Self-diagnosis has become a concern for medical and mental health diagnoses. More people are engaging in self-diagnosis based on information that was obtained from the internet, including websites, social media platforms, and online forums. There are several reasons one may choose to self-diagnose. Some common reasons outlined in research are the desire to fit in with others who share similar characteristics and having a label to explain one’s experiences. Past research has shown that people frequently search for mental health information online, but they may not understand or may misinterpret the information that is found. This study aimed to address one reason for the increase in self-diagnosis by examining the relationship between social media use and one’s knowledge about a popular (autism spectrum disorder [ASD]) and less popular disorder (histrionic personality disorder [HPD]). Data from 47 participants at an undergraduate university were examined. Results indicated that there was a significant difference in the total knowledge about ASD and HPD as well as between incorrect items endorsed on the ASD DSM criteria subscale and ASD associated features subscale. Results also indicated that there were significant correlations between the following: total screentime and total incorrect items. There was not a significant difference between those who believed they have autism and those who did not believe they have autism on total autism knowledge. Additionally, there were not significant correlations on the following: total SMUIS score and total incorrect items, total SMUIS score and total ASD knowledge, and total screentime and total ASD knowledge.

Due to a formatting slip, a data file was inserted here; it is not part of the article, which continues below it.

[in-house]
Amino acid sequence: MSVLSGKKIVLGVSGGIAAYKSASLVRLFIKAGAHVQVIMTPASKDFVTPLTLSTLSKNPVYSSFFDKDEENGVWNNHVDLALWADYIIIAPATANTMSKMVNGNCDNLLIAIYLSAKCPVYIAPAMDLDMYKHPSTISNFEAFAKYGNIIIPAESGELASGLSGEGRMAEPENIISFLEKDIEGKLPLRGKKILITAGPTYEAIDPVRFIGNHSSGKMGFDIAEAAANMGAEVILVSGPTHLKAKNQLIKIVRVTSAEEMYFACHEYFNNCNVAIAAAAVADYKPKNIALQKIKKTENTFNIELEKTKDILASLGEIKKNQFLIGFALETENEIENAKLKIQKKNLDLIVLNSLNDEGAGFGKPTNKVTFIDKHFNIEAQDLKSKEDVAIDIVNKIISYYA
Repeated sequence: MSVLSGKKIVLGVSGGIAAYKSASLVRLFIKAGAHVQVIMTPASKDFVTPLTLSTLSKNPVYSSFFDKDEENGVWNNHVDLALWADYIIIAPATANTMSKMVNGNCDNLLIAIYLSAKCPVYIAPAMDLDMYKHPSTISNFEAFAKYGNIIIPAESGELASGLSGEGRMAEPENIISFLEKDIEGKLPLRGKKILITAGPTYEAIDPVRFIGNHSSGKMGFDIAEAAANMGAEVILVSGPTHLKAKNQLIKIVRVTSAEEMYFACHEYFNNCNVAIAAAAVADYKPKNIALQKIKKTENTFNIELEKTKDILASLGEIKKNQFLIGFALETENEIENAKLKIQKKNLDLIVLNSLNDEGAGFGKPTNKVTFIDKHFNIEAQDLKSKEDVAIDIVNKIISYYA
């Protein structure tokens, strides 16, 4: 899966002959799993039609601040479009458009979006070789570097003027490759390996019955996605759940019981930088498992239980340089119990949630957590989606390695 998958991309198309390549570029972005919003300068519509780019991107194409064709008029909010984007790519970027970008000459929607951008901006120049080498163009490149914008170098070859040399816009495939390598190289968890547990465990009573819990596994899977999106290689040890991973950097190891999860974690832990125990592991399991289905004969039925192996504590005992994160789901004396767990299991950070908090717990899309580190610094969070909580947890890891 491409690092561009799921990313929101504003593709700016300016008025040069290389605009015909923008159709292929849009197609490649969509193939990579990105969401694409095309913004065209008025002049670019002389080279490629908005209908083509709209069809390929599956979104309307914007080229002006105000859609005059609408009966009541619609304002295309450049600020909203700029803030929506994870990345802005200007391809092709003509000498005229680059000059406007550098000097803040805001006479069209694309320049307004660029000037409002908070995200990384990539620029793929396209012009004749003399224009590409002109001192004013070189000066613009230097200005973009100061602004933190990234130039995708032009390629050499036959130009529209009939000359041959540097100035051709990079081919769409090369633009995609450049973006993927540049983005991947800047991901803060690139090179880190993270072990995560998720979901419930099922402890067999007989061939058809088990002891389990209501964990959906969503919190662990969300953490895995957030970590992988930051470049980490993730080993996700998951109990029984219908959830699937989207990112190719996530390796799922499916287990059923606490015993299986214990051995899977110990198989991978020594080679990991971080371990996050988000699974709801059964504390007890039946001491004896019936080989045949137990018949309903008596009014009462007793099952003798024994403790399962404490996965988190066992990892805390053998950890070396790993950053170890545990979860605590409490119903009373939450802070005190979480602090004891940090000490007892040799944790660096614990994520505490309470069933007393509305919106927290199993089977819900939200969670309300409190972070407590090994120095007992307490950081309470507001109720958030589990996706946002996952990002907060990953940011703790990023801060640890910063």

Year manuscript completed
Year degree awarded
self-diagnosis, autism, social media, information seeking
D. Gage Jordan
Jennifer N. Gaylord
Eaton, Chelsey, "Self-Diagnosis & Pathologizing Normality During the Information Age" (2023). Murray State Theses and Dissertations. 298.